Jerusalem, Israel/Palestine — March 2007

Wednesday, March 14th, 2007

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I was supposed to be in Israel for 4 weeks. Candice was supposed to come and join me for a week — and we would spend a few days in Istanbul, Turkey on the way home. Instead I spent 8 days in Israel before having to head back to Singapore to meet with a customer.

However, I did manage to spend a weekend in Jerusalem. I could have flown home on Friday but the flights were a mess and besides, I didn’t know when I would have a chance to come back to Israel (more on that later).

Two days walking in the Old City of Jerusalem is enough time to see everything. Maybe not enough time to visit all the museums but all the big sites: the Western Wall [wikipedia.org], the Church of the Holy Sepulchre [wikipedia.org] and the Dome of the Rock [wikipedia.org]. As well as spend time walking around the bazaars of the Old City.

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The bazaars of the Old City are quite interesting — once you get away from the tourist kitsch shops along the mail roads and near the Church of the Holy Sepulchre at least. many of the streets are filled with shops and hawkers selling all manner of goods from food to cloths to toys. Around Damascus Gate especially there is a lively daily market. The Old City really feels like a functioning ancient city.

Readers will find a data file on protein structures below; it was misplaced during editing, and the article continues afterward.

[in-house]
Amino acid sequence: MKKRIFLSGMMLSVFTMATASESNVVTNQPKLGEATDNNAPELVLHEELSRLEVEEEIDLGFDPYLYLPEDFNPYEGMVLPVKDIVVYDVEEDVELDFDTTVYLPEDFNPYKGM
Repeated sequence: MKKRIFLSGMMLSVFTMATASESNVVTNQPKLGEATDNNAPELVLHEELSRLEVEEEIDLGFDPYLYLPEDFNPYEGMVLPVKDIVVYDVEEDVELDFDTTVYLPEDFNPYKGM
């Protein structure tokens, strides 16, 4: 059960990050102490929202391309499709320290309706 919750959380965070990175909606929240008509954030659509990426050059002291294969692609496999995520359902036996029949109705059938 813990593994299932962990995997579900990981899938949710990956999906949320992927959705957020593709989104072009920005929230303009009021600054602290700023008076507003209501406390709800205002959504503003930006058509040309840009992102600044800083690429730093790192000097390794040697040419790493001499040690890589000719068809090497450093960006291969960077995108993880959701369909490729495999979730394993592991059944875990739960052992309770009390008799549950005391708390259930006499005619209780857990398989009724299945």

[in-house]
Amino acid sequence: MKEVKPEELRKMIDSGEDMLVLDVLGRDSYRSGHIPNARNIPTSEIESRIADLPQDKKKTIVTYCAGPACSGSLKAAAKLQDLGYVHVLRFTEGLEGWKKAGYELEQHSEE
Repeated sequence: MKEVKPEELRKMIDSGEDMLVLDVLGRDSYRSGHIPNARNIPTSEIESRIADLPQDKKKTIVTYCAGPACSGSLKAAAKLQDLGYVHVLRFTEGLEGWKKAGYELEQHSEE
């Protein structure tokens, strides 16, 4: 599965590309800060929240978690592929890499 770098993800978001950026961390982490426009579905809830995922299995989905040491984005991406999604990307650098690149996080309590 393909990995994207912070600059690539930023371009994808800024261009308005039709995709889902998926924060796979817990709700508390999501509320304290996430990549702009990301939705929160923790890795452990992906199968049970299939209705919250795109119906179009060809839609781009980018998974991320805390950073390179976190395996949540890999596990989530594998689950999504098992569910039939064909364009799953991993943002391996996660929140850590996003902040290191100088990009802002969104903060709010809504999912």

Juxtaposed against this is the new city. As soon as you leave ancient or medieval or Ottoman or whatever period they are all, walls of the Old City everything changes. The new city of Jerusalem is like any other modern city with Hotels, gas stations, super markets and traffic.

Other than seeing Israeli solders everywhere carrying M21s I was surprised that there was very few signs of the great Palestinian-Israeli conflict. I don’t know what I expected, but I expected… more. The Temple Mount was closed on Friday and Saturday to everyone but Muslims attending prayer and there was pro-Palestine graffiti all over the Muslim Quarter but I saw little evidence of the conflict. Though I did not visit any of the Palestinian lands on the west side of the city.

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In the title of this post, and the photo set on Flickr I noted the dual nature of the Old City — and I’ve already been given crap by a guy from Israel, but I think most of world realizes that Palestine will be a state one day and whatever happens the Old City is as much a part of that land as it is a part of Israel… History is history but peace will have to mean both sides can clam the city. They should let the Tibetans run the city and neither Israel or Palestine should have sovereignty over the Old City.

The best part about all of this is I am in Israel again as I write this, to finish what I did not get to do the first trip! This time I am supposed to be here two weeks. We’ll see. The El Al security staff in Bangkok recognized me… but this time it was different things that ‘set off alarms’ and had to be repacked, all things that passed inspection the first trip two weeks ago!